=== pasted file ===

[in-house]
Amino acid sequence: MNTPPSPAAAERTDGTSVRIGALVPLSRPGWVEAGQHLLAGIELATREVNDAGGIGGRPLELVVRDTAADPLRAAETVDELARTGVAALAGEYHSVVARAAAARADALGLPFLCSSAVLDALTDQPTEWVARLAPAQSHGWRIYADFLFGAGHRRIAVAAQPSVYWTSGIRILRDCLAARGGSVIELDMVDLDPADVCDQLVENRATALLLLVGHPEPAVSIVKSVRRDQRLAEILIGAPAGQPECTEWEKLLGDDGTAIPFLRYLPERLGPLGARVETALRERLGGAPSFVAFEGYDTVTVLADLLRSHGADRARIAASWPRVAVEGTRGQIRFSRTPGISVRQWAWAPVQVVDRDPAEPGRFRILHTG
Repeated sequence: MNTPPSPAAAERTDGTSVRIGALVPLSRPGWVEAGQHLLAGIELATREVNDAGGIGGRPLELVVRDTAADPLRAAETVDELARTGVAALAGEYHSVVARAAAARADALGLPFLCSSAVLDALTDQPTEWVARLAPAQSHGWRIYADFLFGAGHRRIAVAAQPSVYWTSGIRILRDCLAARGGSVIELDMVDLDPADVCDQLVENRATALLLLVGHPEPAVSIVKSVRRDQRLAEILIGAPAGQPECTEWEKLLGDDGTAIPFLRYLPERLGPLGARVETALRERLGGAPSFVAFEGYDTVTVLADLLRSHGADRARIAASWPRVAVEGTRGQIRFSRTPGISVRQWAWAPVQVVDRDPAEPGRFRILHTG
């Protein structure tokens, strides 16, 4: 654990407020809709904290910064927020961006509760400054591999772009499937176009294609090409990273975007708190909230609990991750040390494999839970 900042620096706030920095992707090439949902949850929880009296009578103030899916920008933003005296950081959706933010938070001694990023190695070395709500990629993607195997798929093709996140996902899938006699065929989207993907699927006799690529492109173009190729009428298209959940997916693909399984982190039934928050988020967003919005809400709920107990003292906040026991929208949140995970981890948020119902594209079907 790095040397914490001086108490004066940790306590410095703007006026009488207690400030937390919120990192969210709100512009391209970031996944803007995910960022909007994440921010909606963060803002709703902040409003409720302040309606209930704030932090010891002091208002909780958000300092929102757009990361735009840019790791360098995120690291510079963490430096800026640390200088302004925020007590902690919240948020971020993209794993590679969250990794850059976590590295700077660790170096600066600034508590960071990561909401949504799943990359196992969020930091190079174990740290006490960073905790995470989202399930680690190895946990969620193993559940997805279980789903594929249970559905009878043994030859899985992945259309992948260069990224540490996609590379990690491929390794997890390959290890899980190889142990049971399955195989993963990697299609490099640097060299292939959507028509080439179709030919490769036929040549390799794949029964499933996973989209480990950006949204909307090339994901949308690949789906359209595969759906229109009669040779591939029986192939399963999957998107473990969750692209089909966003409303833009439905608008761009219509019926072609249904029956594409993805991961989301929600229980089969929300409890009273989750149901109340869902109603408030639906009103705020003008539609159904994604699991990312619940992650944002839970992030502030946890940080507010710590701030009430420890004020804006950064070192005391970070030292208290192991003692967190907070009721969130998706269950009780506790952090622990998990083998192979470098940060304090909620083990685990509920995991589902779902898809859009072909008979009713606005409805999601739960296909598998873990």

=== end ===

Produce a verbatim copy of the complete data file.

[in-house]
Amino acid sequence: MNTPPSPAAAERTDGTSVRIGALVPLSRPGWVEAGQHLLAGIELATREVNDAGGIGGRPLELVVRDTAADPLRAAETVDELARTGVAALAGEYHSVVARAAAARADALGLPFLCSSAVLDALTDQPTEWVARLAPAQSHGWRIYADFLFGAGHRRIAVAAQPSVYWTSGIRILRDCLAARGGSVIELDMVDLDPADVCDQLVENRATALLLLVGHPEPAVSIVKSVRRDQRLAEILIGAPAGQPECTEWEKLLGDDGTAIPFLRYLPERLGPLGARVETALRERLGGAPSFVAFEGYDTVTVLADLLRSHGADRARIAASWPRVAVEGTRGQIRFSRTPGISVRQWAWAPVQVVDRDPAEPGRFRILHTG
Repeated sequence: MNTPPSPAAAERTDGTSVRIGALVPLSRPGWVEAGQHLLAGIELATREVNDAGGIGGRPLELVVRDTAADPLRAAETVDELARTGVAALAGEYHSVVARAAAARADALGLPFLCSSAVLDALTDQPTEWVARLAPAQSHGWRIYADFLFGAGHRRIAVAAQPSVYWTSGIRILRDCLAARGGSVIELDMVDLDPADVCDQLVENRATALLLLVGHPEPAVSIVKSVRRDQRLAEILIGAPAGQPECTEWEKLLGDDGTAIPFLRYLPERLGPLGARVETALRERLGGAPSFVAFEGYDTVTVLADLLRSHGADRARIAASWPRVAVEGTRGQIRFSRTPGISVRQWAWAPVQVVDRDPAEPGRFRILHTG
């Protein structure tokens, strides 16, 4: 654990407020809709904290910064927020961006509760400054591999772009499937176009294609090409990273975007708190909230609990991750040390494999839970 900042620096706030920095992707090439949902949850929880009296009578103030899916920008933003005296950081959706933010938070001694990023190695070395709500990629993607195997798929093709996140996902899938006699065929989207993907699927006799690529492109173009190729009428298209959940997916693909399984982190039934928050988020967003919005809400709920107990003292906040026991929208949140995970981890948020119902594209079907 790095040397914490001086108490004066940790306590410095703007006026009488207690400030937390919120990192969210709100512009391209970031996944803007995910960022909007994440921010909606963060803002709703902040409003409720302040309606209930704030932090010891002091208002909780958000300092929102757009990361735009840019790791360098995120690291510079963490430096800026640390200088302004925020007590902690919240948020971020993209794993590679969250990794850059976590590295700077660790170096600066600034508590960071990561909401949504799943990359196992969020930091190079174990740290006490960073905790995470989202399930680690190895946990969620193993559940997805279980789903594929249970559905009878043994030859899985992945259309992948260069990224540490996609590379990690491929390794997890390959290890899980190889142990049971399955195989993963990697299609490099640097060299292939959507028509080439179709030919490769036929040549390799794949029964499933996973989209480990950006949204909307090339994901949308690949789906359209595969759906229109009669040779591939029986192939399963999957998107473990969750692209089909966003409303833009439905608008761009219509019926072609249904029956594409993805991961989301929600229980089969929300409890009273989750149901109340869902109603408030639906009103705020003008539609159904994604699991990312619940992650944002839970992030502030946890940080507010710590701030009430420890004020804006950064070192005391970070030292208290192991003692967190907070009721969130998706269950009780506790952090622990998990083998192979470098940060304090909620083990685990509920995991589902779902898809859009072909008979009713606005409805999601739960296909598998873990």